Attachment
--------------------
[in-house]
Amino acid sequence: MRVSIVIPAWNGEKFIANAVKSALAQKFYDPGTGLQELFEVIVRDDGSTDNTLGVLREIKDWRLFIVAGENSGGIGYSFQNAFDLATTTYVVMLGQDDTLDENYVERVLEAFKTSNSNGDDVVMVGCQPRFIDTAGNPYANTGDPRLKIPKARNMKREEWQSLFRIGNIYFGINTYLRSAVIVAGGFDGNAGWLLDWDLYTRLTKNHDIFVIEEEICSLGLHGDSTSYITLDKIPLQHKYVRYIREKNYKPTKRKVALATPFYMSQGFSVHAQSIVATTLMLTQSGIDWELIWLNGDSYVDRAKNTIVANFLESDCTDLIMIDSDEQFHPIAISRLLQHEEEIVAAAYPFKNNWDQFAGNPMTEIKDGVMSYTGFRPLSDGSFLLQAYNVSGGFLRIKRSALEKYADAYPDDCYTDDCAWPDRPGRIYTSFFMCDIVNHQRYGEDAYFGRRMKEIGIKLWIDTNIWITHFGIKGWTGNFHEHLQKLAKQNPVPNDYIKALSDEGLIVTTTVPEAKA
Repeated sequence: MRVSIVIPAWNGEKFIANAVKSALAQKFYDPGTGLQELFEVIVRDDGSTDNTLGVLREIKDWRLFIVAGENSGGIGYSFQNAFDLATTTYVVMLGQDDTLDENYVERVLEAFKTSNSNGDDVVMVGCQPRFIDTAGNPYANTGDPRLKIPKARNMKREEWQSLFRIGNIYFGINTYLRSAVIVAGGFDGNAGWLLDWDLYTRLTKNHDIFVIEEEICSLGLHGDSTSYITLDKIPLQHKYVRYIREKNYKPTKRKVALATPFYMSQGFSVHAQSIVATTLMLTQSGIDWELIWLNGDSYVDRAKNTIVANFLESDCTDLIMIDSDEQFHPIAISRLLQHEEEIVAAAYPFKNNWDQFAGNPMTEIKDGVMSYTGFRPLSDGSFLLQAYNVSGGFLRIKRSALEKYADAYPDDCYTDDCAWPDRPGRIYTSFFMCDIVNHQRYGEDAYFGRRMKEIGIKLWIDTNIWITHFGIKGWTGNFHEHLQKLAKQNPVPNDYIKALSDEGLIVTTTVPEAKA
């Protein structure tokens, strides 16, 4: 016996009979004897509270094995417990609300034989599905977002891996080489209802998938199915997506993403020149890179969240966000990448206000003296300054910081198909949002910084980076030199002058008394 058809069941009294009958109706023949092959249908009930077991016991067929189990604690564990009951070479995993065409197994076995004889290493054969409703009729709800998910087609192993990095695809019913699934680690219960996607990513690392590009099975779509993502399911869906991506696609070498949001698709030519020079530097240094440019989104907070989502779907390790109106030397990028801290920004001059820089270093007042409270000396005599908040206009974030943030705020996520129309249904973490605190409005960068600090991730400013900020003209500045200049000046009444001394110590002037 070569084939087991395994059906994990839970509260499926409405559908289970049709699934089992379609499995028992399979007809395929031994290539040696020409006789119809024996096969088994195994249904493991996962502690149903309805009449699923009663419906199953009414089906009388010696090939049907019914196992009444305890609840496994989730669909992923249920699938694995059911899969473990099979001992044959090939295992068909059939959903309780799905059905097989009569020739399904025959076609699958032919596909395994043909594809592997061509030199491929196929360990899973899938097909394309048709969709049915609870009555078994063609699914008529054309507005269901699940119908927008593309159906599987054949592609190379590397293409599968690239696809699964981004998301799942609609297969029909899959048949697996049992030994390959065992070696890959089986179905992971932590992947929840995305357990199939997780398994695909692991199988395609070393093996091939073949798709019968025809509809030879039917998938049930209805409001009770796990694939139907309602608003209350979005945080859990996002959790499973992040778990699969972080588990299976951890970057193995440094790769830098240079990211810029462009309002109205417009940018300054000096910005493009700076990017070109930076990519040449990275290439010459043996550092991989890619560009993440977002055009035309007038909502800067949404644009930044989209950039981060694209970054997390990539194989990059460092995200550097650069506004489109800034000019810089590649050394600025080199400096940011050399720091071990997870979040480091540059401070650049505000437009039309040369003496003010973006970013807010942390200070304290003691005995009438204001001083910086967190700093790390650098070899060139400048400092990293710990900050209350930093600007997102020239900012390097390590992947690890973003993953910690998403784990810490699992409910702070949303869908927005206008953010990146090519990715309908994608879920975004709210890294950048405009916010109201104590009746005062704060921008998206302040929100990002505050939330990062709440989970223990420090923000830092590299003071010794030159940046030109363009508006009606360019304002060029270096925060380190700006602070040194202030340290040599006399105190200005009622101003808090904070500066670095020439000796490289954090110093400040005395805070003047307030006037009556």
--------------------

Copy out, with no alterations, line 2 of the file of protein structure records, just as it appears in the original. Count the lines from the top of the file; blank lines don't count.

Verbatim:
Amino acid sequence: MRVSIVIPAWNGEKFIANAVKSALAQKFYDPGTGLQELFEVIVRDDGSTDNTLGVLREIKDWRLFIVAGENSGGIGYSFQNAFDLATTTYVVMLGQDDTLDENYVERVLEAFKTSNSNGDDVVMVGCQPRFIDTAGNPYANTGDPRLKIPKARNMKREEWQSLFRIGNIYFGINTYLRSAVIVAGGFDGNAGWLLDWDLYTRLTKNHDIFVIEEEICSLGLHGDSTSYITLDKIPLQHKYVRYIREKNYKPTKRKVALATPFYMSQGFSVHAQSIVATTLMLTQSGIDWELIWLNGDSYVDRAKNTIVANFLESDCTDLIMIDSDEQFHPIAISRLLQHEEEIVAAAYPFKNNWDQFAGNPMTEIKDGVMSYTGFRPLSDGSFLLQAYNVSGGFLRIKRSALEKYADAYPDDCYTDDCAWPDRPGRIYTSFFMCDIVNHQRYGEDAYFGRRMKEIGIKLWIDTNIWITHFGIKGWTGNFHEHLQKLAKQNPVPNDYIKALSDEGLIVTTTVPEAKA